- Understanding different seizure types
- An insight into the treatment and management of epilepsy
- Focussing on the role of primary care in managing epilepsy
Epilepsy is the most common neurological condition and has an incidence in the region of 80 cases per 100,000 persons per year.1 Epilepsy has been estimated to affect between 362,000 and 415,000 people in England. In addition, there will be up to another 124,500 people, who have been diagnosed with epilepsy, but in who the diagnosis is incorrect.2
Diagnosis of epilepsy can be complex and it is recommended that diagnosis is only made by a “specialist in the epilepsies.”3 A specialist is defined as “a medical practitioner with training and expertise in the epilepsies.”
One in twenty people will have an isolated seizure at some point in their lifetime. A person is considered to have epilepsy if they meet any of the following conditions;
- At least two unprovoked (or reflex) seizures occurring greater than 24 hours apart.
- One unprovoked (or reflex) seizure and a probability of further seizures similar to the general recurrence risk (at least 60%) after two unprovoked seizures, occurring over the next 10 years.
- Diagnosis of an epilepsy syndrome.4
The patient may also be referred for neuro imaging such as a magnetic resonance imaging (MRI) scan and also an electroencephalogram (EEG).
Active epilepsy is associated with significant risks in terms of mortality and morbidity. Every year, roughly one in every thousand people with epilepsy will die suddenly with no obvious cause. This is what we call sudden unexpected death in epilepsy or SUDEP.5
There are over 40 types of seizures which are classified as focal (partial) seizures or generalised seizures.
Seizures are classified depending on where in the brain they start.
Focal (partial) seizures start in one area of the brain and may manifest as an unusual sensation, feeling or movement that the patient cannot control. Focal seizures can be brief, lasting seconds or may last for many minutes. Some patients retain awareness during the seizure (simple partial) and can describe a non-existent taste or smell, or feeling extreme emotion, whereas some patients will not be aware at all of what is happening to them (complex partial). During a complex partial seizure, patients may wander with no awareness of where they are going, fiddle with their clothing or even undress. Patients may be observed to be chewing or lip smacking or swallowing repetitively. Onlookers may not be aware that the person is having a seizure.
During a generalised seizure, the patient will be unaware of what is happening to them. Both hemispheres of the brain will be involved and consciousness will be lost. Generalised seizures include:
- Absence: momentary loss of consciousness, appearing blank and staring.
- Atypical absence: momentary loss of consciousness with head or torso slump.
- Myoclonic jerks: sudden, brief jerk caused by contraction of
the muscles which if severe, can cause the person to fall or
- Atonic: loss of muscle tone causing the person to drop to the floor.
- Tonic: stiffening of muscles, which if standing, causes the person to fall backwards.
- Clonic: jerking of the limbs or whole body.
- Tonic-clonic: consciousness is lost, muscles suddenly contract causing the body to become stiff and fall (tonic stage) followed by rhythmic muscle jerking (clonic stage). Breathing is laboured and cyanosis may occur. The patient may be incontinent, may vomit and may bite their tongue.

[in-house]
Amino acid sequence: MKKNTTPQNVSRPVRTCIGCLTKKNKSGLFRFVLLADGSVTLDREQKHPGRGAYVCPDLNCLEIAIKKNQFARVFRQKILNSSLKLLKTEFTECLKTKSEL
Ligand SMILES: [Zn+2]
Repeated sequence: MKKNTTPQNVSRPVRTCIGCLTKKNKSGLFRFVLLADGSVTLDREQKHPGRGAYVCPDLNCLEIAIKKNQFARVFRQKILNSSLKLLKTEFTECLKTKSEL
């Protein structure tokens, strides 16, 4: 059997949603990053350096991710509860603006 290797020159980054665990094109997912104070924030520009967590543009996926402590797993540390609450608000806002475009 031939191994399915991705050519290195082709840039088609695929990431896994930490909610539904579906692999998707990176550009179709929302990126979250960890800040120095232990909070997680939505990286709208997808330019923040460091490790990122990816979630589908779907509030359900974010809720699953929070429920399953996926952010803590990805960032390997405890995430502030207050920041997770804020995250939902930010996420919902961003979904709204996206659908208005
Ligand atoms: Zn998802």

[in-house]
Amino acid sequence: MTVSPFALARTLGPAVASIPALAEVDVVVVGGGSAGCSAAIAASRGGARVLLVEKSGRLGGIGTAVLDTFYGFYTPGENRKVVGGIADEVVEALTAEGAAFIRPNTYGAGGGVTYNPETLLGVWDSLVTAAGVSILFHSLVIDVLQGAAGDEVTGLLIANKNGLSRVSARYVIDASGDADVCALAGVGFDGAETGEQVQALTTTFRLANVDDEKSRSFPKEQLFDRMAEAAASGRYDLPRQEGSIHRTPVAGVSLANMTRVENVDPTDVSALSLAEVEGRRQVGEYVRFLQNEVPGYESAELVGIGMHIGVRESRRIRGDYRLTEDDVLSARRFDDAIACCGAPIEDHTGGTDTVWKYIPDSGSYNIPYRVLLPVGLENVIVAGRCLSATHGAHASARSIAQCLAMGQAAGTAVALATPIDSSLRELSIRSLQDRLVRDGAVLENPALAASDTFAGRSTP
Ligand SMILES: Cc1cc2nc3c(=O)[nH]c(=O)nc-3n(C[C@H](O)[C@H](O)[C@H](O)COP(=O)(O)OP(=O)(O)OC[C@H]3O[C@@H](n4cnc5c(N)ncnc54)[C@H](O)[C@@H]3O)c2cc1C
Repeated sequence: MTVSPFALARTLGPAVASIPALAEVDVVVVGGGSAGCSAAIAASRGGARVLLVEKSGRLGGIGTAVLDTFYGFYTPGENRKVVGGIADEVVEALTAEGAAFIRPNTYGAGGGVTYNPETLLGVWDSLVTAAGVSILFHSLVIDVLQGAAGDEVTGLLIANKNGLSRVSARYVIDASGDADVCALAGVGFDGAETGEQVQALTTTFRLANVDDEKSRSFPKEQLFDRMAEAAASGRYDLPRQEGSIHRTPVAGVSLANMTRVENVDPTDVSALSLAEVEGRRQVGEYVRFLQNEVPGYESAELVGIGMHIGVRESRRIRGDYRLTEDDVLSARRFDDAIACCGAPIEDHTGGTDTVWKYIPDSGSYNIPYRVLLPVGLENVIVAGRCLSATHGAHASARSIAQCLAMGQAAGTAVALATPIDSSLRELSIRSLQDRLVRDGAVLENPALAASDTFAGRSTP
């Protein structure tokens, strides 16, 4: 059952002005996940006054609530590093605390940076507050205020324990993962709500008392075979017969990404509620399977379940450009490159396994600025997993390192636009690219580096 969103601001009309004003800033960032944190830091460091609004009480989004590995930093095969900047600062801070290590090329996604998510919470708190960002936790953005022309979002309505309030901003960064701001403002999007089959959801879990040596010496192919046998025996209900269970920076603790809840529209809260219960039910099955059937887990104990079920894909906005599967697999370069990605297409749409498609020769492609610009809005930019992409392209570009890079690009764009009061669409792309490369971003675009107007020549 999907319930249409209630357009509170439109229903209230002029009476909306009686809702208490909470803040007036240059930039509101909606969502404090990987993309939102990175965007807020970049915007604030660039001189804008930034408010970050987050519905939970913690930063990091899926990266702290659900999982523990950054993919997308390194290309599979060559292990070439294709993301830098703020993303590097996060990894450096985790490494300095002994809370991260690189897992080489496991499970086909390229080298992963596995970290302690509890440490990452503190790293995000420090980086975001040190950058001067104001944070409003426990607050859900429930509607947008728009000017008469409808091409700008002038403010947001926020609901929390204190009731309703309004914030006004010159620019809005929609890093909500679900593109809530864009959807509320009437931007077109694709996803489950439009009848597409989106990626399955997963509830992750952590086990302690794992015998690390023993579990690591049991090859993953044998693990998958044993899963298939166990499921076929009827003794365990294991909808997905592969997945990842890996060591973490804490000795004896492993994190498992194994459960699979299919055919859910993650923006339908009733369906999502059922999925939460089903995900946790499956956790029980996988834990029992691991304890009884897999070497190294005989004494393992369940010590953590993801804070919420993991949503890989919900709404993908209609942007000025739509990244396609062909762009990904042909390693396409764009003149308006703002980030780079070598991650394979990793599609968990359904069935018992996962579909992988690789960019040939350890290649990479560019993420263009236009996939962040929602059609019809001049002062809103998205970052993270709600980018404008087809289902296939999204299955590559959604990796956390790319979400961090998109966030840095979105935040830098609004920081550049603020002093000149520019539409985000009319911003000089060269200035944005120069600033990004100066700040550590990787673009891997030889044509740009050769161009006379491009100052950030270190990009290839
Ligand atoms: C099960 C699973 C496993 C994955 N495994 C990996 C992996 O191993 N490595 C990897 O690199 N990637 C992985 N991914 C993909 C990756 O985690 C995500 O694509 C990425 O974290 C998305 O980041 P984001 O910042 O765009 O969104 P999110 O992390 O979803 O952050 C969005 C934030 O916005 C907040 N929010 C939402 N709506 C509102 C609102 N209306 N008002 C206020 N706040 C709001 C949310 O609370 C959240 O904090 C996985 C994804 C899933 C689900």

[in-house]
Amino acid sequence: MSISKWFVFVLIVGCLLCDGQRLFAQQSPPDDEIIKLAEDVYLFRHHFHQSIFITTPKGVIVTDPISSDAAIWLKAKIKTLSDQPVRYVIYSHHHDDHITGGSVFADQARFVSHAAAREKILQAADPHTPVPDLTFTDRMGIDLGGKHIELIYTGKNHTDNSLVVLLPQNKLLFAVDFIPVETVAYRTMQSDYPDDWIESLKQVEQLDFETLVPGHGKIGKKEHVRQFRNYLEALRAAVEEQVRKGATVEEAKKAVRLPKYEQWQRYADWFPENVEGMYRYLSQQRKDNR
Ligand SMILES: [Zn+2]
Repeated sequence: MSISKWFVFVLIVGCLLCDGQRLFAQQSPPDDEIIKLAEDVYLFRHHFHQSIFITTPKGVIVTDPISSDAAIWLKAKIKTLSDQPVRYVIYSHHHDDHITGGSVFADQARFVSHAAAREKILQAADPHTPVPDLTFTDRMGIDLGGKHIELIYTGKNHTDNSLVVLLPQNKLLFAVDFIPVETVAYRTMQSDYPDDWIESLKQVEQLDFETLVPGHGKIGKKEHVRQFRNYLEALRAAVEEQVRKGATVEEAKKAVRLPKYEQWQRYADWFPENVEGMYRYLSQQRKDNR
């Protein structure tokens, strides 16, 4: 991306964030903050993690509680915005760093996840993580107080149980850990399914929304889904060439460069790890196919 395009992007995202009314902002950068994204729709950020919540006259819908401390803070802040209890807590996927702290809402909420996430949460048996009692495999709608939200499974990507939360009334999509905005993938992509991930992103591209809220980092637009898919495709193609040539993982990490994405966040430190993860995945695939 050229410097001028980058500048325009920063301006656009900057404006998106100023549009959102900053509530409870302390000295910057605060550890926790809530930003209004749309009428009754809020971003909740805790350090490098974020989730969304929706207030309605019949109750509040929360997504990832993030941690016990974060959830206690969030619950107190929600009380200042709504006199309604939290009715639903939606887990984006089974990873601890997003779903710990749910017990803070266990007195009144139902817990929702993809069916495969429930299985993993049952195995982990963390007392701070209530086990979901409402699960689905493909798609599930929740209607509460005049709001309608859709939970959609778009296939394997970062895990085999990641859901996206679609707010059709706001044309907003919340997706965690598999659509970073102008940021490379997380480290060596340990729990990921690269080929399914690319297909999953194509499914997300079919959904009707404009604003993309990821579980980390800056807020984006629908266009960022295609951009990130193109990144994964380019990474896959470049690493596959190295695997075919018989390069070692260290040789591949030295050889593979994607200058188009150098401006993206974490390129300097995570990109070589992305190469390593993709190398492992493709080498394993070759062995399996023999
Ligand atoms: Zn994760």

Management of epilepsy
Once the diagnosis of epilepsy has been established, a treatment plan can be tailored to the individual. For the majority of patients, pharmacological treatment with an anti-epileptic drug (AED) will be required. Ideally, the patient should be treated with monotherapy but in some cases, the patient may not tolerate the side effects of the medication or find the medication to be ineffective. In this situation, it may be necessary to introduce a second-line agent alongside the current medication and titrate up to a therapeutic level before slowly withdrawing the first medication used. Close monitoring by a healthcare professional during this time is vital to monitor seizure control and any potential side effects.
Epilepsy is now one of the quality indicators on the quality and outcome framework (QOF) for primary care, and seven out of ten of adults could have their epilepsy completely controlled. According to Epilepsy Action: “One of the key roles of primary care in the shared care of epilepsy is to ensure that a review is offered to these patients at least annually in order to document drug dosage, regimen and side effects; and where appropriate to ensure contraception and pregnancy advice is given.”6
For some patients, they may be able to identify triggers for their seizures. Common triggers include sleep deprivation, stress, physical illness/underlying infection, missed medication, menstruation and the use of alcohol. Encouragement to modify an individual’s lifestyle to look at avoiding triggers can often lead to an improvement in seizure control. Psychological interventions as an adjunctive therapy such as cognitive behavioural therapy, biofeedback and relaxation may also be helpful, particularly as depression is common in patients with epilepsy.
If the patient is having prolonged seizures or clusters of seizures, a rescue medication as part of an emergency protocol may be necessary such as buccal midazolam.